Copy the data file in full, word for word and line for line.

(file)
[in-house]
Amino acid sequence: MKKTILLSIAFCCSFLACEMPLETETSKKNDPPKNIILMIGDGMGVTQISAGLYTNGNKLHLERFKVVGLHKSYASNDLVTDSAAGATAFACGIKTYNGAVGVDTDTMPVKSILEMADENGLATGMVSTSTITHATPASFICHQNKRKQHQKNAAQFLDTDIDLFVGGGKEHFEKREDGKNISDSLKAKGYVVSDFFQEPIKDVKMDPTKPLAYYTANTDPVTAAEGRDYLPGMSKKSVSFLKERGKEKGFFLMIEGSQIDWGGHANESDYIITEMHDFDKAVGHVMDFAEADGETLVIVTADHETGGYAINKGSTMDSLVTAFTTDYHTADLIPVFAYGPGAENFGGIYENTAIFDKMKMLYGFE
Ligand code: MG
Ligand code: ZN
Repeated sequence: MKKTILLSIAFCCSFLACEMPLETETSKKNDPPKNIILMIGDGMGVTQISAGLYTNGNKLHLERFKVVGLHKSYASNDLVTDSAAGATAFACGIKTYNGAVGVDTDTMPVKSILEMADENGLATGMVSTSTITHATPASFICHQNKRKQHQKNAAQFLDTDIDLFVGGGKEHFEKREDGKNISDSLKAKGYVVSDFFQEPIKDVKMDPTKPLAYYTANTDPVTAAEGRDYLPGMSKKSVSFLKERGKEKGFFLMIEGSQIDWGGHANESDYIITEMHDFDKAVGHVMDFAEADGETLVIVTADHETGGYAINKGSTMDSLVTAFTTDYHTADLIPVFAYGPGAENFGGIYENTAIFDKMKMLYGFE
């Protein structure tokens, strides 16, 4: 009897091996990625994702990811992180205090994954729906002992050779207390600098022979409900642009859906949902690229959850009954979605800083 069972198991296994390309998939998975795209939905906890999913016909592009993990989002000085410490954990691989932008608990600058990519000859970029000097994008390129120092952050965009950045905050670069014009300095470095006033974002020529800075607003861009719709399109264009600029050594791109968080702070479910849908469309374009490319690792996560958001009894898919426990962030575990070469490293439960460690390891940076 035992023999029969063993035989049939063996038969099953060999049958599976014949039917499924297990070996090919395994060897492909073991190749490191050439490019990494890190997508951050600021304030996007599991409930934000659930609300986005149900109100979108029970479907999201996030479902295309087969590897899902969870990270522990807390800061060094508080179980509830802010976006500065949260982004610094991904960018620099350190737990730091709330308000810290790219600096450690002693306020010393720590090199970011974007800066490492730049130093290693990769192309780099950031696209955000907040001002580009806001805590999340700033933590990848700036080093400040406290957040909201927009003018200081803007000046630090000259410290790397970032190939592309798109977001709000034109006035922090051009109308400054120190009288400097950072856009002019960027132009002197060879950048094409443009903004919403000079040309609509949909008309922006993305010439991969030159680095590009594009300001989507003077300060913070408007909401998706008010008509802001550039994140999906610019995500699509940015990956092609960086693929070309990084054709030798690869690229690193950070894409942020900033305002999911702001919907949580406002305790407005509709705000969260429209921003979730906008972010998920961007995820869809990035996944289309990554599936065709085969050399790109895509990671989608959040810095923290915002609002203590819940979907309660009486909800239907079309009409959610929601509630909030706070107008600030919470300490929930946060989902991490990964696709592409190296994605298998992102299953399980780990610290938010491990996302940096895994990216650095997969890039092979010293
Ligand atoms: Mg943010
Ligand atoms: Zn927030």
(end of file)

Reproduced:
[in-house]
Amino acid sequence: MKKTILLSIAFCCSFLACEMPLETETSKKNDPPKNIILMIGDGMGVTQISAGLYTNGNKLHLERFKVVGLHKSYASNDLVTDSAAGATAFACGIKTYNGAVGVDTDTMPVKSILEMADENGLATGMVSTSTITHATPASFICHQNKRKQHQKNAAQFLDTDIDLFVGGGKEHFEKREDGKNISDSLKAKGYVVSDFFQEPIKDVKMDPTKPLAYYTANTDPVTAAEGRDYLPGMSKKSVSFLKERGKEKGFFLMIEGSQIDWGGHANESDYIITEMHDFDKAVGHVMDFAEADGETLVIVTADHETGGYAINKGSTMDSLVTAFTTDYHTADLIPVFAYGPGAENFGGIYENTAIFDKMKMLYGFE
Ligand code: MG
Ligand code: ZN
Repeated sequence: MKKTILLSIAFCCSFLACEMPLETETSKKNDPPKNIILMIGDGMGVTQISAGLYTNGNKLHLERFKVVGLHKSYASNDLVTDSAAGATAFACGIKTYNGAVGVDTDTMPVKSILEMADENGLATGMVSTSTITHATPASFICHQNKRKQHQKNAAQFLDTDIDLFVGGGKEHFEKREDGKNISDSLKAKGYVVSDFFQEPIKDVKMDPTKPLAYYTANTDPVTAAEGRDYLPGMSKKSVSFLKERGKEKGFFLMIEGSQIDWGGHANESDYIITEMHDFDKAVGHVMDFAEADGETLVIVTADHETGGYAINKGSTMDSLVTAFTTDYHTADLIPVFAYGPGAENFGGIYENTAIFDKMKMLYGFE
């Protein structure tokens, strides 16, 4: 009897091996990625994702990811992180205090994954729906002992050779207390600098022979409900642009859906949902690229959850009954979605800083 069972198991296994390309998939998975795209939905906890999913016909592009993990989002000085410490954990691989932008608990600058990519000859970029000097994008390129120092952050965009950045905050670069014009300095470095006033974002020529800075607003861009719709399109264009600029050594791109968080702070479910849908469309374009490319690792996560958001009894898919426990962030575990070469490293439960460690390891940076 035992023999029969063993035989049939063996038969099953060999049958599976014949039917499924297990070996090919395994060897492909073991190749490191050439490019990494890190997508951050600021304030996007599991409930934000659930609300986005149900109100979108029970479907999201996030479902295309087969590897899902969870990270522990807390800061060094508080179980509830802010976006500065949260982004610094991904960018620099350190737990730091709330308000810290790219600096450690002693306020010393720590090199970011974007800066490492730049130093290693990769192309780099950031696209955000907040001002580009806001805590999340700033933590990848700036080093400040406290957040909201927009003018200081803007000046630090000259410290790397970032190939592309798109977001709000034109006035922090051009109308400054120190009288400097950072856009002019960027132009002197060879950048094409443009903004919403000079040309609509949909008309922006993305010439991969030159680095590009594009300001989507003077300060913070408007909401998706008010008509802001550039994140999906610019995500699509940015990956092609960086693929070309990084054709030798690869690229690193950070894409942020900033305002999911702001919907949580406002305790407005509709705000969260429209921003979730906008972010998920961007995820869809990035996944289309990554599936065709085969050399790109895509990671989608959040810095923290915002609002203590819940979907309660009486909800239907079309009409959610929601509630909030706070107008600030919470300490929930946060989902991490990964696709592409190296994605298998992102299953399980780990610290938010491990996302940096895994990216650095997969890039092979010293
Ligand atoms: Mg943010
Ligand atoms: Zn927030």